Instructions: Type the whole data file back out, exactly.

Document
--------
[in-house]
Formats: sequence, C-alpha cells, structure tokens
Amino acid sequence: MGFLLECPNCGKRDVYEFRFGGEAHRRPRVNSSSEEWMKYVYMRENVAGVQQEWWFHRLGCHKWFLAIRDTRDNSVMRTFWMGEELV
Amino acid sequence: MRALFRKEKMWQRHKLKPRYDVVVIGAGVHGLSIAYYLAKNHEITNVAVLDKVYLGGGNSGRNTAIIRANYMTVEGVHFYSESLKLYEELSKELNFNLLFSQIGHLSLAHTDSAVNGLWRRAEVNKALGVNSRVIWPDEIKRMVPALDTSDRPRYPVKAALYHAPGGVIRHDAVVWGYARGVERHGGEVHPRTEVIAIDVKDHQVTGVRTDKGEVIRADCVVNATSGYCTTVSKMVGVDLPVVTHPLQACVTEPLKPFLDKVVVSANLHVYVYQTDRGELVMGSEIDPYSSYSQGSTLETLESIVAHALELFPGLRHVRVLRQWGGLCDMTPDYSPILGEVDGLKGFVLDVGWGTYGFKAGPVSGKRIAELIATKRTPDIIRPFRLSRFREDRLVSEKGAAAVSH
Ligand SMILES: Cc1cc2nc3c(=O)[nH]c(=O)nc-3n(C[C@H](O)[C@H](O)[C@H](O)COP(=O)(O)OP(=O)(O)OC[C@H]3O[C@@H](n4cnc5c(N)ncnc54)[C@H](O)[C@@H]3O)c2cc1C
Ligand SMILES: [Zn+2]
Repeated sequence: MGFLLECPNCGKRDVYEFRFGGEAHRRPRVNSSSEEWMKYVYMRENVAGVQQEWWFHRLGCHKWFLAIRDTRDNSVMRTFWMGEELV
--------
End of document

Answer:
[in-house]
Formats: sequence, C-alpha cells, structure tokens
Amino acid sequence: MGFLLECPNCGKRDVYEFRFGGEAHRRPRVNSSSEEWMKYVYMRENVAGVQQEWWFHRLGCHKWFLAIRDTRDNSVMRTFWMGEELV
Amino acid sequence: MRALFRKEKMWQRHKLKPRYDVVVIGAGVHGLSIAYYLAKNHEITNVAVLDKVYLGGGNSGRNTAIIRANYMTVEGVHFYSESLKLYEELSKELNFNLLFSQIGHLSLAHTDSAVNGLWRRAEVNKALGVNSRVIWPDEIKRMVPALDTSDRPRYPVKAALYHAPGGVIRHDAVVWGYARGVERHGGEVHPRTEVIAIDVKDHQVTGVRTDKGEVIRADCVVNATSGYCTTVSKMVGVDLPVVTHPLQACVTEPLKPFLDKVVVSANLHVYVYQTDRGELVMGSEIDPYSSYSQGSTLETLESIVAHALELFPGLRHVRVLRQWGGLCDMTPDYSPILGEVDGLKGFVLDVGWGTYGFKAGPVSGKRIAELIATKRTPDIIRPFRLSRFREDRLVSEKGAAAVSH
Ligand SMILES: Cc1cc2nc3c(=O)[nH]c(=O)nc-3n(C[C@H](O)[C@H](O)[C@H](O)COP(=O)(O)OP(=O)(O)OC[C@H]3O[C@@H](n4cnc5c(N)ncnc54)[C@H](O)[C@@H]3O)c2cc1C
Ligand SMILES: [Zn+2]
Repeated sequence: MGFLLECPNCGKRDVYEFRFGGEAHRRPRVNSSSEEWMKYVYMRENVAGVQQEWWFHRLGCHKWFLAIRDTRDNSVMRTFWMGEELV